To remove your email from the subscriber's list, please follow the instructions on the email.

The Tax Prophet Newsletter   Issue # 63 July, 2008




Many high tech industry consultants and professionals work for a single company on a particular project over an extended period of time. Although this is considered a normal working relationship within the industry, the federal and state taxing authorities as well as state agencies in charge of employment issues (collectively "government") are suspicious of these arrangements and often consider them merely a ruse for the traditional employer-employee relationship. Thus, there has been an on-going effort by government to recast an independent contractor relationship into the more familiar employer-employee context.

Simply put: government is not comfortable with this relatively new business arrangement and can be hostile to it, because it views the arrangement as a potential tax dodge - a way to circumvent the taxes and insurance payments companies pay when the traditional employer-employee is involved. If successful, recasting the independent contractor relationship will cost both the company and the worker higher taxes.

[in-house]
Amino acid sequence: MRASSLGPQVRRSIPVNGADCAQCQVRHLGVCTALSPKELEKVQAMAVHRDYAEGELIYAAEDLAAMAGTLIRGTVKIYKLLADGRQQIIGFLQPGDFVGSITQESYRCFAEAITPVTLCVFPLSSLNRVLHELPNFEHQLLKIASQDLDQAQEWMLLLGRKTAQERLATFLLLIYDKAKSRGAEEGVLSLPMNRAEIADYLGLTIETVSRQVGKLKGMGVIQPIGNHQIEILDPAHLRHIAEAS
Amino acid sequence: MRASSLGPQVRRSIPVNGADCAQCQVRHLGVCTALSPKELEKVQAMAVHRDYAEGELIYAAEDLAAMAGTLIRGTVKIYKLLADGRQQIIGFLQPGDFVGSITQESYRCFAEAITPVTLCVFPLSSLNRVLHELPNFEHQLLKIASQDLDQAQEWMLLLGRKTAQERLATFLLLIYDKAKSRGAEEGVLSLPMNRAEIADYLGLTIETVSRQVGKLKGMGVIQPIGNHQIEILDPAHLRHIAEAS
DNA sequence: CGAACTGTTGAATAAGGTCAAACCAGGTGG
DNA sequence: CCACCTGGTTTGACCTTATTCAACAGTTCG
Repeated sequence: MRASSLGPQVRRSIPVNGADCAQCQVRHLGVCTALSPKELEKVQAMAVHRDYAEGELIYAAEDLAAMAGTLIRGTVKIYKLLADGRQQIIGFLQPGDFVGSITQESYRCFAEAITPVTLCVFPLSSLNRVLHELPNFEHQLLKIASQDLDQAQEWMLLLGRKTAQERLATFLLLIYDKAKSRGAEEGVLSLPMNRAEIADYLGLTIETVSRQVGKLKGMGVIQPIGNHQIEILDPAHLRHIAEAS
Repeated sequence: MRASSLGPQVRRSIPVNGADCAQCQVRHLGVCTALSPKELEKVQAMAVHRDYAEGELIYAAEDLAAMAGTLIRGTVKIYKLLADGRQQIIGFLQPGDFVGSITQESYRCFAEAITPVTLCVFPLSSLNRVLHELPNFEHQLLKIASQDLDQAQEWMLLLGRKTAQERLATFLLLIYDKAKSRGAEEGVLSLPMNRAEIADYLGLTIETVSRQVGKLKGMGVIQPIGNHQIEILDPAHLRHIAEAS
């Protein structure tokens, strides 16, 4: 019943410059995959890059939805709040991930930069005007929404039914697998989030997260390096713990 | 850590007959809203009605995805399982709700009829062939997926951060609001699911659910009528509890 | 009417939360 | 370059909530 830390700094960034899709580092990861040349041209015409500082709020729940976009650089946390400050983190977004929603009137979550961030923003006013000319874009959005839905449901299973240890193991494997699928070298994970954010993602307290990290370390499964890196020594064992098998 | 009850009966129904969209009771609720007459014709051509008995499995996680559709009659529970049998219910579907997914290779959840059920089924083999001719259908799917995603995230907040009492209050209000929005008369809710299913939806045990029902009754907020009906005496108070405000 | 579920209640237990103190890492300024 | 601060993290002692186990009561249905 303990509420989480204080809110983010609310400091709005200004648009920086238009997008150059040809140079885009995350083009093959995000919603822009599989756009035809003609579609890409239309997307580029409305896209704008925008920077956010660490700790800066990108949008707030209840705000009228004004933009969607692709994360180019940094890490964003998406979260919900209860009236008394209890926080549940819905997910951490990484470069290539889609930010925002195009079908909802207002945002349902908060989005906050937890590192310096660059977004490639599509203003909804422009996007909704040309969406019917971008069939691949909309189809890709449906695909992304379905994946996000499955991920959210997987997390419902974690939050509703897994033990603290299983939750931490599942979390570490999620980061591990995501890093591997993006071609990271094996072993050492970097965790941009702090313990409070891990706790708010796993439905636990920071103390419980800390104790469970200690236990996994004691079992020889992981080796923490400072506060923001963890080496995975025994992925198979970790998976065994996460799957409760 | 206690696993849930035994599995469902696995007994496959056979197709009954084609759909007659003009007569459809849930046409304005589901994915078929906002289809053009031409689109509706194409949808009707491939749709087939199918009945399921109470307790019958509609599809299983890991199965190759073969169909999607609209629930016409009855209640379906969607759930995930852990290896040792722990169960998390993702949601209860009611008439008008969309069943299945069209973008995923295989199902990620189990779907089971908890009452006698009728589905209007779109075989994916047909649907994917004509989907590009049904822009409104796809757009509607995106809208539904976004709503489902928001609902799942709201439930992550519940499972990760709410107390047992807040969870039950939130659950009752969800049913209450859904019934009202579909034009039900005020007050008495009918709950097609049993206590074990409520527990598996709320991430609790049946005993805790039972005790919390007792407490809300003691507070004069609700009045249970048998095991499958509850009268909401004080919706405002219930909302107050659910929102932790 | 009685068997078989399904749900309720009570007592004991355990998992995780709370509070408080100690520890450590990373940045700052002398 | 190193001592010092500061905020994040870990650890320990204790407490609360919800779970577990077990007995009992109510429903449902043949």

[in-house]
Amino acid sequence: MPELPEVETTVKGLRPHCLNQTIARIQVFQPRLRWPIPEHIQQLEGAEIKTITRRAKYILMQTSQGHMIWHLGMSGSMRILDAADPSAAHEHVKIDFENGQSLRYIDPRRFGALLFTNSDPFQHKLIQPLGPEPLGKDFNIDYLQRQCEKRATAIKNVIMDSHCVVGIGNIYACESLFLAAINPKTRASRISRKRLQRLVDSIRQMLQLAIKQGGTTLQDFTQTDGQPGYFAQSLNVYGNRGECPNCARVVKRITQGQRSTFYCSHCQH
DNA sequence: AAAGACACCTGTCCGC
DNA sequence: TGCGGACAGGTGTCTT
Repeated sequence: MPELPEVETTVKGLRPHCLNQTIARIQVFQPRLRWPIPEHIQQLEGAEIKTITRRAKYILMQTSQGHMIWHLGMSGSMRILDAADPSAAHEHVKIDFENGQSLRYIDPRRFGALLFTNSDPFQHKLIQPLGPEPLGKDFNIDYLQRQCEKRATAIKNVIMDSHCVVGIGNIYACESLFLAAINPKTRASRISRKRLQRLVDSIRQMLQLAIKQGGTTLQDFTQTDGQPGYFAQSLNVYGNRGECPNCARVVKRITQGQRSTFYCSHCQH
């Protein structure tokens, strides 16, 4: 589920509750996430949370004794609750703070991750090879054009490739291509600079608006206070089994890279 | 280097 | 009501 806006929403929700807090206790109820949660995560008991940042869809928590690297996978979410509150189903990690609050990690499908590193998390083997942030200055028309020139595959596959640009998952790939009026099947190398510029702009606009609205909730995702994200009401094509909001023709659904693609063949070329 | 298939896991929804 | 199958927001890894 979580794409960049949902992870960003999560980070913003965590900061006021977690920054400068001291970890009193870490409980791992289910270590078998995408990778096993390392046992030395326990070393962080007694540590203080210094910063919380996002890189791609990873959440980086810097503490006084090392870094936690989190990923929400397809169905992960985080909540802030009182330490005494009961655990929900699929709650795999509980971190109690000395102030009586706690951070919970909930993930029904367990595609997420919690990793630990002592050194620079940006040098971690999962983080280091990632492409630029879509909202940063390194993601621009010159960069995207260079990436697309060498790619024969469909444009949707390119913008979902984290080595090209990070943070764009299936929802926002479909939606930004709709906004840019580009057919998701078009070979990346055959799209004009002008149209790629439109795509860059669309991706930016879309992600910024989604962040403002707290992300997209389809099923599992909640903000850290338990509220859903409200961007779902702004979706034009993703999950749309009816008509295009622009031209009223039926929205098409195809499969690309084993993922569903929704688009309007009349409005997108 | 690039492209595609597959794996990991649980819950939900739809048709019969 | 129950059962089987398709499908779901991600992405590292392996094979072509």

For the company, the government could require extra employment taxes, penalties and interest, as well as additional insurance premiums. The contractor may lose some or all business deductions - automobile, home-office deduction, deduction for business portion of utilities, advertising and marketing, entertainment and travel. Also, the contractor will be limited in the choice of retirement, benefit and health plans.

To read the entire memo, click here: Your Independent Contractor Business - Choice of Entity.

Home | Who We Are | What's New | Search | Contact Us | Subscribe

| [Tax Class] | [Hot Topics] | [Estate Planning] | [Employee Stock Options] | [Tax & Trust Scams] | [Foreign Taxes] | [Tax Columns] | [Tax Publications] | [Tax Hound] | [Interactive Apps] | [Cyber Surfing] |
All contents copyright 2008 Robert L. Sommers, attorney-at-law. All rights reserved. This newsletter provides information of a general nature for educational purposes only and is not intended to be legal or tax advice. This information has not been updated to reflect subsequent changes in the law, if any. Your particular facts and circumstances, and changes in the law, must be considered when applying U.S. tax law. You should always consult with a competent tax professional licensed in your state with respect to your particular situation. The Tax Prophet is a registered trademark of Robert L. Sommers.